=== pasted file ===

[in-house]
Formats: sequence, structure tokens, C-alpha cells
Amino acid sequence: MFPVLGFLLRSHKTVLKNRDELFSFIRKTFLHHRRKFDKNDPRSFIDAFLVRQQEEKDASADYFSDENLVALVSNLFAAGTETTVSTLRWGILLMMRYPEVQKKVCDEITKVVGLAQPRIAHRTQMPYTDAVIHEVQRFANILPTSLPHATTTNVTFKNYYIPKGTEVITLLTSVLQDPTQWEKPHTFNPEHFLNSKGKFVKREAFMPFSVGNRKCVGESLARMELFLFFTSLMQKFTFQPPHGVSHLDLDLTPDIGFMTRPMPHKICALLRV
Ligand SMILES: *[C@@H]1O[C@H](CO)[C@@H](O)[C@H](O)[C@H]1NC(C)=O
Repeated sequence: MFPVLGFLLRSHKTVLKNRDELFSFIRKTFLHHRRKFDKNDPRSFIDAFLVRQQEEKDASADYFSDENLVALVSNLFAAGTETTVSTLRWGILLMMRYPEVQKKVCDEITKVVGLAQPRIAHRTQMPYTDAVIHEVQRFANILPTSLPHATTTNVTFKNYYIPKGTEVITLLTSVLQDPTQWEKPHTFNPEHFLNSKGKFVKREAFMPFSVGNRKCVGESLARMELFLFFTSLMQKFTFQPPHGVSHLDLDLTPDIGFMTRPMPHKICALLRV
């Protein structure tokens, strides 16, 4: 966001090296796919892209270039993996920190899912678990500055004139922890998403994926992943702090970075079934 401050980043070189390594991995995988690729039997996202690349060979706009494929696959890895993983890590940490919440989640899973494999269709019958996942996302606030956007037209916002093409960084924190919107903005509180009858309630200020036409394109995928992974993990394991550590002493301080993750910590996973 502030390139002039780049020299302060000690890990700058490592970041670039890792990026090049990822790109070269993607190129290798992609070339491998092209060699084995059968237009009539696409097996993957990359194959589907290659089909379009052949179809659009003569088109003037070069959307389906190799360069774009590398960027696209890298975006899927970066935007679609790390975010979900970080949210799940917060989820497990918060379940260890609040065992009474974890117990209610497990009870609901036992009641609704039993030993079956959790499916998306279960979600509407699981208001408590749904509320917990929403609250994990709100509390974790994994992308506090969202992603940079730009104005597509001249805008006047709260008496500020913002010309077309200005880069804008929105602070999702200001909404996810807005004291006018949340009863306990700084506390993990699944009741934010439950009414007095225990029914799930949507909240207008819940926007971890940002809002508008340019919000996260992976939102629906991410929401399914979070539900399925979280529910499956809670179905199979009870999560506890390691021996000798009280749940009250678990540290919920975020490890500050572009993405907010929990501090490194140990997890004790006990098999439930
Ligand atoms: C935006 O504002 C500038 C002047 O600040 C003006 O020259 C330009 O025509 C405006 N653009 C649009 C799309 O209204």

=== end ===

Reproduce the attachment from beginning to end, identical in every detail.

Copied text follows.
[in-house]
Formats: sequence, structure tokens, C-alpha cells
Amino acid sequence: MFPVLGFLLRSHKTVLKNRDELFSFIRKTFLHHRRKFDKNDPRSFIDAFLVRQQEEKDASADYFSDENLVALVSNLFAAGTETTVSTLRWGILLMMRYPEVQKKVCDEITKVVGLAQPRIAHRTQMPYTDAVIHEVQRFANILPTSLPHATTTNVTFKNYYIPKGTEVITLLTSVLQDPTQWEKPHTFNPEHFLNSKGKFVKREAFMPFSVGNRKCVGESLARMELFLFFTSLMQKFTFQPPHGVSHLDLDLTPDIGFMTRPMPHKICALLRV
Ligand SMILES: *[C@@H]1O[C@H](CO)[C@@H](O)[C@H](O)[C@H]1NC(C)=O
Repeated sequence: MFPVLGFLLRSHKTVLKNRDELFSFIRKTFLHHRRKFDKNDPRSFIDAFLVRQQEEKDASADYFSDENLVALVSNLFAAGTETTVSTLRWGILLMMRYPEVQKKVCDEITKVVGLAQPRIAHRTQMPYTDAVIHEVQRFANILPTSLPHATTTNVTFKNYYIPKGTEVITLLTSVLQDPTQWEKPHTFNPEHFLNSKGKFVKREAFMPFSVGNRKCVGESLARMELFLFFTSLMQKFTFQPPHGVSHLDLDLTPDIGFMTRPMPHKICALLRV
């Protein structure tokens, strides 16, 4: 966001090296796919892209270039993996920190899912678990500055004139922890998403994926992943702090970075079934 401050980043070189390594991995995988690729039997996202690349060979706009494929696959890895993983890590940490919440989640899973494999269709019958996942996302606030956007037209916002093409960084924190919107903005509180009858309630200020036409394109995928992974993990394991550590002493301080993750910590996973 502030390139002039780049020299302060000690890990700058490592970041670039890792990026090049990822790109070269993607190129290798992609070339491998092209060699084995059968237009009539696409097996993957990359194959589907290659089909379009052949179809659009003569088109003037070069959307389906190799360069774009590398960027696209890298975006899927970066935007679609790390975010979900970080949210799940917060989820497990918060379940260890609040065992009474974890117990209610497990009870609901036992009641609704039993030993079956959790499916998306279960979600509407699981208001408590749904509320917990929403609250994990709100509390974790994994992308506090969202992603940079730009104005597509001249805008006047709260008496500020913002010309077309200005880069804008929105602070999702200001909404996810807005004291006018949340009863306990700084506390993990699944009741934010439950009414007095225990029914799930949507909240207008819940926007971890940002809002508008340019919000996260992976939102629906991410929401399914979070539900399925979280529910499956809670179905199979009870999560506890390691021996000798009280749940009250678990540290919920975020490890500050572009993405907010929990501090490194140990997890004790006990098999439930
Ligand atoms: C935006 O504002 C500038 C002047 O600040 C003006 O020259 C330009 O025509 C405006 N653009 C649009 C799309 O209204």